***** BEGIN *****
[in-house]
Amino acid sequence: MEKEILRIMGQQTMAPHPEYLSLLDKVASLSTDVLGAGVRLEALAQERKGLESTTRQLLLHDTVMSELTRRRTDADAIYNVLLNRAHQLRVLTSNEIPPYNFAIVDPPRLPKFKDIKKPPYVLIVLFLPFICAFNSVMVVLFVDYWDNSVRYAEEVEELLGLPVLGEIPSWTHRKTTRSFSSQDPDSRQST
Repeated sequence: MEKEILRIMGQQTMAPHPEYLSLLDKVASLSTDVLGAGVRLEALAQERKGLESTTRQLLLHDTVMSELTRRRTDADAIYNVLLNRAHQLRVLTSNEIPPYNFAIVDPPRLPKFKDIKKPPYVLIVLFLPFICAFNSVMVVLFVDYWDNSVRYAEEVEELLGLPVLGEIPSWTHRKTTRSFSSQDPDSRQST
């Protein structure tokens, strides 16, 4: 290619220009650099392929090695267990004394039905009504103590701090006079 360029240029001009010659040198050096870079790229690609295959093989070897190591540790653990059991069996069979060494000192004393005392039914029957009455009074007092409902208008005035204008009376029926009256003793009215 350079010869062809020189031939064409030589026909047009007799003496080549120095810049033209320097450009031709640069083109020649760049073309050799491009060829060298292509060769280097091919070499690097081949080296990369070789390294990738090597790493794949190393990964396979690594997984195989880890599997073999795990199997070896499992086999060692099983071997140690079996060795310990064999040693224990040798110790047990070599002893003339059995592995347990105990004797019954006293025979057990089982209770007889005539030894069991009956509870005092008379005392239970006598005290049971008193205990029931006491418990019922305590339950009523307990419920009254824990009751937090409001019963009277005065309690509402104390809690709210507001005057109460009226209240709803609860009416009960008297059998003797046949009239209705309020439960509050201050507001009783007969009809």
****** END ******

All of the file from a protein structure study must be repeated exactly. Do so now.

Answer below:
[in-house]
Amino acid sequence: MEKEILRIMGQQTMAPHPEYLSLLDKVASLSTDVLGAGVRLEALAQERKGLESTTRQLLLHDTVMSELTRRRTDADAIYNVLLNRAHQLRVLTSNEIPPYNFAIVDPPRLPKFKDIKKPPYVLIVLFLPFICAFNSVMVVLFVDYWDNSVRYAEEVEELLGLPVLGEIPSWTHRKTTRSFSSQDPDSRQST
Repeated sequence: MEKEILRIMGQQTMAPHPEYLSLLDKVASLSTDVLGAGVRLEALAQERKGLESTTRQLLLHDTVMSELTRRRTDADAIYNVLLNRAHQLRVLTSNEIPPYNFAIVDPPRLPKFKDIKKPPYVLIVLFLPFICAFNSVMVVLFVDYWDNSVRYAEEVEELLGLPVLGEIPSWTHRKTTRSFSSQDPDSRQST
């Protein structure tokens, strides 16, 4: 290619220009650099392929090695267990004394039905009504103590701090006079 360029240029001009010659040198050096870079790229690609295959093989070897190591540790653990059991069996069979060494000192004393005392039914029957009455009074007092409902208008005035204008009376029926009256003793009215 350079010869062809020189031939064409030589026909047009007799003496080549120095810049033209320097450009031709640069083109020649760049073309050799491009060829060298292509060769280097091919070499690097081949080296990369070789390294990738090597790493794949190393990964396979690594997984195989880890599997073999795990199997070896499992086999060692099983071997140690079996060795310990064999040693224990040798110790047990070599002893003339059995592995347990105990004797019954006293025979057990089982209770007889005539030894069991009956509870005092008379005392239970006598005290049971008193205990029931006491418990019922305590339950009523307990419920009254824990009751937090409001019963009277005065309690509402104390809690709210507001005057109460009226209240709803609860009416009960008297059998003797046949009239209705309020439960509050201050507001009783007969009809």